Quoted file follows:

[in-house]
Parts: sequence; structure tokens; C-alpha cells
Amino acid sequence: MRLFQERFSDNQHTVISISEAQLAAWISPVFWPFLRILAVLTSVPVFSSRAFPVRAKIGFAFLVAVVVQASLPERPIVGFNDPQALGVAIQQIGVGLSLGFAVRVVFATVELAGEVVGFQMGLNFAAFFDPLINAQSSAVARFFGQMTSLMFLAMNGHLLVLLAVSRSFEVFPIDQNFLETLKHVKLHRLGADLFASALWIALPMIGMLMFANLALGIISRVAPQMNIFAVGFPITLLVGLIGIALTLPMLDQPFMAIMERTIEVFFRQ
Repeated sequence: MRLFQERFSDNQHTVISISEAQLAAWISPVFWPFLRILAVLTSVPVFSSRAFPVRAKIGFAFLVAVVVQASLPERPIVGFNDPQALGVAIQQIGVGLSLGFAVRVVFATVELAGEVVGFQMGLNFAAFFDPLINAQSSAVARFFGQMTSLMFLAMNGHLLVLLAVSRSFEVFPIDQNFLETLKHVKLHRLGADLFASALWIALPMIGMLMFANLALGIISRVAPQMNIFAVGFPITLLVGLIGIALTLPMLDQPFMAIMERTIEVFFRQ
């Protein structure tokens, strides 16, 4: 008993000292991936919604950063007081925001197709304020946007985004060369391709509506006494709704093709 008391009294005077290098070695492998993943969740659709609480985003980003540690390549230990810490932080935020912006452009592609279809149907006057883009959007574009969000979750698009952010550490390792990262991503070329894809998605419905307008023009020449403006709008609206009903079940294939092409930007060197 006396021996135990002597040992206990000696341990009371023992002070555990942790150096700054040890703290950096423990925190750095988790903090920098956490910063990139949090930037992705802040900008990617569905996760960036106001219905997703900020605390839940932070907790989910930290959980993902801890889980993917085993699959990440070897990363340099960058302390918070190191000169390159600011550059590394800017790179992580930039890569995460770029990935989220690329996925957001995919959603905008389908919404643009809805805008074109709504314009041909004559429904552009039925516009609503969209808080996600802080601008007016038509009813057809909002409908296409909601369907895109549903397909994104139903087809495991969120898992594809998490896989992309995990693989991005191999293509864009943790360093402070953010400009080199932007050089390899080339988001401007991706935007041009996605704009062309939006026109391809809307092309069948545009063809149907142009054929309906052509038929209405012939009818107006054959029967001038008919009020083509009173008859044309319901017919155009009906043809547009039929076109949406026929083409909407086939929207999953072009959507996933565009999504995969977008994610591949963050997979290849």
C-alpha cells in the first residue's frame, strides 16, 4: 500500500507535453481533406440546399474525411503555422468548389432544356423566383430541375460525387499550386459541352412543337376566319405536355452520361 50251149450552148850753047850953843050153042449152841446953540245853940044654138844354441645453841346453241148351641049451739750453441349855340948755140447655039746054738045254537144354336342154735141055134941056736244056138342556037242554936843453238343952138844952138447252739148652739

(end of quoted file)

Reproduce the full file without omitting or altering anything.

[in-house]
Parts: sequence; structure tokens; C-alpha cells
Amino acid sequence: MRLFQERFSDNQHTVISISEAQLAAWISPVFWPFLRILAVLTSVPVFSSRAFPVRAKIGFAFLVAVVVQASLPERPIVGFNDPQALGVAIQQIGVGLSLGFAVRVVFATVELAGEVVGFQMGLNFAAFFDPLINAQSSAVARFFGQMTSLMFLAMNGHLLVLLAVSRSFEVFPIDQNFLETLKHVKLHRLGADLFASALWIALPMIGMLMFANLALGIISRVAPQMNIFAVGFPITLLVGLIGIALTLPMLDQPFMAIMERTIEVFFRQ
Repeated sequence: MRLFQERFSDNQHTVISISEAQLAAWISPVFWPFLRILAVLTSVPVFSSRAFPVRAKIGFAFLVAVVVQASLPERPIVGFNDPQALGVAIQQIGVGLSLGFAVRVVFATVELAGEVVGFQMGLNFAAFFDPLINAQSSAVARFFGQMTSLMFLAMNGHLLVLLAVSRSFEVFPIDQNFLETLKHVKLHRLGADLFASALWIALPMIGMLMFANLALGIISRVAPQMNIFAVGFPITLLVGLIGIALTLPMLDQPFMAIMERTIEVFFRQ
């Protein structure tokens, strides 16, 4: 008993000292991936919604950063007081925001197709304020946007985004060369391709509506006494709704093709 008391009294005077290098070695492998993943969740659709609480985003980003540690390549230990810490932080935020912006452009592609279809149907006057883009959007574009969000979750698009952010550490390792990262991503070329894809998605419905307008023009020449403006709008609206009903079940294939092409930007060197 006396021996135990002597040992206990000696341990009371023992002070555990942790150096700054040890703290950096423990925190750095988790903090920098956490910063990139949090930037992705802040900008990617569905996760960036106001219905997703900020605390839940932070907790989910930290959980993902801890889980993917085993699959990440070897990363340099960058302390918070190191000169390159600011550059590394800017790179992580930039890569995460770029990935989220690329996925957001995919959603905008389908919404643009809805805008074109709504314009041909004559429904552009039925516009609503969209808080996600802080601008007016038509009813057809909002409908296409909601369907895109549903397909994104139903087809495991969120898992594809998490896989992309995990693989991005191999293509864009943790360093402070953010400009080199932007050089390899080339988001401007991706935007041009996605704009062309939006026109391809809307092309069948545009063809149907142009054929309906052509038929209405012939009818107006054959029967001038008919009020083509009173008859044309319901017919155009009906043809547009039929076109949406026929083409909407086939929207999953072009959507996933565009999504995969977008994610591949963050997979290849």
C-alpha cells in the first residue's frame, strides 16, 4: 500500500507535453481533406440546399474525411503555422468548389432544356423566383430541375460525387499550386459541352412543337376566319405536355452520361 50251149450552148850753047850953843050153042449152841446953540245853940044654138844354441645453841346453241148351641049451739750453441349855340948755140447655039746054738045254537144354336342154735141055134941056736244056138342556037242554936843453238343952138844952138447252739148652739